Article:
Synopsis: Cathedral’s invisible earthquake damage

Properties of vibrations in a pillar in a 1400-year-old Sicilian cathedral correlate with those of very small, nearby earthquakes, suggesting new ways of monitoring the gradual damage that such quakes can inflict on old buildings.

Researchers in Italy are concerned that the 7th century Cathedral of Syracuse in Sicily may be gradually losing structural integrity because of many small, nearby earthquakes. To assess its current state and the relationship with earthquakes, Gianni Niccolini of the National Institute of Metrological Research in Turin and his colleagues monitored so-called acoustic emissions—high-frequency vibrations that are emitted sporadically as tiny cracks develop inside materials such as stone or concrete.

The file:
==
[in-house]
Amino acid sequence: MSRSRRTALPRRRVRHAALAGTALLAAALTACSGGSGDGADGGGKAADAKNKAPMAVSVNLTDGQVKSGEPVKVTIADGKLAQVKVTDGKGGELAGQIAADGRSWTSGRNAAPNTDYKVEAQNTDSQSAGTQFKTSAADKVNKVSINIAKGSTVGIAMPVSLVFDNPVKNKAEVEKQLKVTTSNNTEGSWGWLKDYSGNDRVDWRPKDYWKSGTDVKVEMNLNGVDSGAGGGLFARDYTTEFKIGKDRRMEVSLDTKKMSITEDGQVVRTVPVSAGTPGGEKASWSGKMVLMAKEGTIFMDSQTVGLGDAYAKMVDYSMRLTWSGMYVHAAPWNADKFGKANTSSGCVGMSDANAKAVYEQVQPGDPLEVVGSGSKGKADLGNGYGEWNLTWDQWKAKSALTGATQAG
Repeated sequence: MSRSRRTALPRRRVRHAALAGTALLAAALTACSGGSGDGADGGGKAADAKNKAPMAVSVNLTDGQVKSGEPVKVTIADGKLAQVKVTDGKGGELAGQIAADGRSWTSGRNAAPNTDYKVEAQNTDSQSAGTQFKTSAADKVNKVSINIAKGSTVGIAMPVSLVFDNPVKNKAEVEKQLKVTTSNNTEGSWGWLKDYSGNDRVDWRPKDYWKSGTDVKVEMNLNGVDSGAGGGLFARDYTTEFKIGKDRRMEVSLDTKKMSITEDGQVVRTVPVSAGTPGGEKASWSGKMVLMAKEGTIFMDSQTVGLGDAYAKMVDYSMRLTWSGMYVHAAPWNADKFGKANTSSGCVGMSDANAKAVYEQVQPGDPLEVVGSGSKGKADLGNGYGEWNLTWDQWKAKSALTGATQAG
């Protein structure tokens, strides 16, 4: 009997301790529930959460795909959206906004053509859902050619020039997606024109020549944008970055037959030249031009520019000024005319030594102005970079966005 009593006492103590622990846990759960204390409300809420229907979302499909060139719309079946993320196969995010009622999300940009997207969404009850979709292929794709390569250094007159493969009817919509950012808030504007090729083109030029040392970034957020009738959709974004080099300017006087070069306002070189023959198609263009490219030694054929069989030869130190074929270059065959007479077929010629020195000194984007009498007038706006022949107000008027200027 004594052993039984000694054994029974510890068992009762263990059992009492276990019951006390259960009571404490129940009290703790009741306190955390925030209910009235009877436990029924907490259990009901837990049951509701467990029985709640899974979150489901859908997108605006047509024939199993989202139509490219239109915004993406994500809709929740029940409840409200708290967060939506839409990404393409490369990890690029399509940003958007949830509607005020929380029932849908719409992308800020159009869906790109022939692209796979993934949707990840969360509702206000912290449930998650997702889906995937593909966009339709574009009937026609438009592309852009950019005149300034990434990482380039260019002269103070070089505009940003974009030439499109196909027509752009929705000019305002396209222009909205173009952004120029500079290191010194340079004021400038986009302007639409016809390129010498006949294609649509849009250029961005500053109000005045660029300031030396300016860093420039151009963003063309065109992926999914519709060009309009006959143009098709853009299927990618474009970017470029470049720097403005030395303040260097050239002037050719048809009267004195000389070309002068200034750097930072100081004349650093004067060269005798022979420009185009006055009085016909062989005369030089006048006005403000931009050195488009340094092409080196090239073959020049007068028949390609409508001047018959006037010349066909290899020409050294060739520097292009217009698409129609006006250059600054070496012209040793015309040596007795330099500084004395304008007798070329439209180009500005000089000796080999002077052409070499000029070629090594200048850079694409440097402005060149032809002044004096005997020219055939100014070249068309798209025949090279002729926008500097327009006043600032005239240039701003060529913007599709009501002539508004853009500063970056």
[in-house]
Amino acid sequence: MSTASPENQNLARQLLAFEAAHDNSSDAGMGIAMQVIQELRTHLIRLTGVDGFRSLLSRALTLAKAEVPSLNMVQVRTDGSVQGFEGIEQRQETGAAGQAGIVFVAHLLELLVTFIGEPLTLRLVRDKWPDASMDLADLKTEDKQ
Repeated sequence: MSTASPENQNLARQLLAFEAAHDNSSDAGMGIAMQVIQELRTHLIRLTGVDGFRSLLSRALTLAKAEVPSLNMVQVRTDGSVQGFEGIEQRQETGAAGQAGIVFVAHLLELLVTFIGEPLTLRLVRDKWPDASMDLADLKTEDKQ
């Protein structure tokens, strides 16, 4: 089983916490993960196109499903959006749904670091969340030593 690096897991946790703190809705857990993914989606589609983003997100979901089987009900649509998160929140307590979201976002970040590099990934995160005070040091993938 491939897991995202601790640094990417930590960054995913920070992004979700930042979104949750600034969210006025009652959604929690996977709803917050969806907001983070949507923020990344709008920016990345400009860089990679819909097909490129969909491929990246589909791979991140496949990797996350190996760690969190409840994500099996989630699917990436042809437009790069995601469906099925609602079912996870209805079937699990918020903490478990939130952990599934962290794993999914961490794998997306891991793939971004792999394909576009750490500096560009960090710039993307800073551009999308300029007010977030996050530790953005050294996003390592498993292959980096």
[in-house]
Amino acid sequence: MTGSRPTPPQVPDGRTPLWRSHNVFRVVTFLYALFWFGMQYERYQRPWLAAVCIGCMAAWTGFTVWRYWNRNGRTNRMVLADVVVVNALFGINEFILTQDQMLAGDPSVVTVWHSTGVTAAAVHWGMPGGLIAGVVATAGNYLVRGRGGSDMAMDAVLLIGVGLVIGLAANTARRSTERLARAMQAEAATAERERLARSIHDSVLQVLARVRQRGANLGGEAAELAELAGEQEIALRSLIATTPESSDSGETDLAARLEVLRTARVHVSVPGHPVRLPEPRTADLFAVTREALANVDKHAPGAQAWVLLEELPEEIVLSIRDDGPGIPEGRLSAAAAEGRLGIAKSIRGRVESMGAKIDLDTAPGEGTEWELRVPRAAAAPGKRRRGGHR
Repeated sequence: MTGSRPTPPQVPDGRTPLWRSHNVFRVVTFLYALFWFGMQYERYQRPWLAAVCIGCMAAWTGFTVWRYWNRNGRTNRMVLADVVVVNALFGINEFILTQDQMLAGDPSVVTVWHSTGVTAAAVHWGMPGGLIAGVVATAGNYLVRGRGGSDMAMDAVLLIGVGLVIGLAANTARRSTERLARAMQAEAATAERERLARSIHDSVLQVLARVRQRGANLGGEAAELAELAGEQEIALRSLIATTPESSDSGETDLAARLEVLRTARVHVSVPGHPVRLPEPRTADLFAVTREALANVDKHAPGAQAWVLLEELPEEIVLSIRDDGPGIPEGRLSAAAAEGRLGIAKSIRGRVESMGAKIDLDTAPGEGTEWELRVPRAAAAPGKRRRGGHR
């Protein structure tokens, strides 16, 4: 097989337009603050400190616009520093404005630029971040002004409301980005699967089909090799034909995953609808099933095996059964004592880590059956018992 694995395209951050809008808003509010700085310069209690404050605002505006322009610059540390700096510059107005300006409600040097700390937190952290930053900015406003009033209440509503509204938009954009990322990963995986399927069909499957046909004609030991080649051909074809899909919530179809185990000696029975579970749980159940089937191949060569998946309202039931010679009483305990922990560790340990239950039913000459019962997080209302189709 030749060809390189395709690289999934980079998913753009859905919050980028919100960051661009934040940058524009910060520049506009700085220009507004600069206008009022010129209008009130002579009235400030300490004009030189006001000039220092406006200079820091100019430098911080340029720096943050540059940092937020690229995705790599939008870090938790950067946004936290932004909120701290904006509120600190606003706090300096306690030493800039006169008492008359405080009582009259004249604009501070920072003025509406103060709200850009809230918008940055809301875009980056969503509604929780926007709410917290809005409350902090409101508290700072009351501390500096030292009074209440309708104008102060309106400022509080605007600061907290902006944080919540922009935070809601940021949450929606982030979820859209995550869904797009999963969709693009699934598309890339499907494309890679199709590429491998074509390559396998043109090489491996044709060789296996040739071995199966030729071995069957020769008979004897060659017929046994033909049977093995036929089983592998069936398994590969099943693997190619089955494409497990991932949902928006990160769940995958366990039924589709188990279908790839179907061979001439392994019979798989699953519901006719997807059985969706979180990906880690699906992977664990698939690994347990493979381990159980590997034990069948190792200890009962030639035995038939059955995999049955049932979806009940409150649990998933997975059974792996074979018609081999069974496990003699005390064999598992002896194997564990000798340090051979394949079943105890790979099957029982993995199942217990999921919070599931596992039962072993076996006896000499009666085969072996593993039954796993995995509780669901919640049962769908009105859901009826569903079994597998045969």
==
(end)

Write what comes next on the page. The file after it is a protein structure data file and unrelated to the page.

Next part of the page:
The team wired up a single pillar for four months and then compared the data with earthquake records. As they report in their paper in Physical Review Letters, they found that the distribution of times between events—whether earthquakes or acoustic emissions—fell onto the same curve, over a wide range of timescales and energies, when scaled appropriately. A similar “universal scaling law” has been shown for collections of earthquakes of a range of sizes in different regions, so the new results appear to extend the law to the much smaller energy scales of a single pillar. The correlation suggests that similar mechanisms may underlie both earthquakes and small fractures in the pillar, according to the authors, and that more careful monitoring of the cathedral is warranted. – David Ehrenstein


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